The government has set its sights on preventing bosses from piling work on staff after hours via text message or social media. The Labor Ministry on Thursday said it will gather opinions from unions and businesses about the practice by the end of the year and commission a study to determine how widespread it is.
A Labor Ministry official said, "Actual working hours are getting longer because bosses issue work orders after office hours, which is making it difficult for workers to leave their work behind."
The ministry already advised businesses last year to refrain from calling, texting or otherwise contacting staff after hours.
A study by the Korea Chamber of Commerce and Industry last year found that 74 percent of office workers are loaded with assignments after work hours, and 60 percent reported this was causing them severe stress. But only 43.2 percent said the work their bosses pestered them about was urgent, and 30.3 percent said it was not urgent but their superiors simply loaded it on them because the technology allowed them to.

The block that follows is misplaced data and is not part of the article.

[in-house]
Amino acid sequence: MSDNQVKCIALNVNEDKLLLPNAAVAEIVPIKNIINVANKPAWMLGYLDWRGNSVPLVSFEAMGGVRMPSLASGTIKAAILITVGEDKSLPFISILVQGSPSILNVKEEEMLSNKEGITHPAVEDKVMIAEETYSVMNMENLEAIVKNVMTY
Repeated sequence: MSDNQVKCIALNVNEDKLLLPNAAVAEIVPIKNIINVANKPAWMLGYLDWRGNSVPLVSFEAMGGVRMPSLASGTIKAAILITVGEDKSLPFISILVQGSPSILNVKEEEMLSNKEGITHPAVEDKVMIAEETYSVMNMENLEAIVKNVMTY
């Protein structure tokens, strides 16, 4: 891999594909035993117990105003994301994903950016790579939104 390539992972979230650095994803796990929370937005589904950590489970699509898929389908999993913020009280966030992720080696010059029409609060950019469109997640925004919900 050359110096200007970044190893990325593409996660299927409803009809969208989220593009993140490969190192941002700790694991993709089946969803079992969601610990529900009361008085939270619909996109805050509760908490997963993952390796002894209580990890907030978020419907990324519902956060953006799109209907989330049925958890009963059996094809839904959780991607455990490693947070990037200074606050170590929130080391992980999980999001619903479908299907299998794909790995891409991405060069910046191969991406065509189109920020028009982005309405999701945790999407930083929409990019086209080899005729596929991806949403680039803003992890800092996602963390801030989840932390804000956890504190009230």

A separate study last year by the Korea Labor Institute showed that office workers spent 11.3 hours a week on average handling office work on their smartphones after work.
France last year introduced a "right to disconnect" that obliges businesses with more than 50 staff to negotiate standards allowing workers to switch off or ignore their mobile devices after work.
Lawmakers here have tabled similar regulations, and President Moon Jae-in pledged to enact those motions during his election campaign. But enforcement will not be easy. A Labor Ministry official said, "It is difficult to find legal precedents in countries other than France. The problem is that each industry presents different sets of working conditions and it's debatable which hours can be construed as official business hours."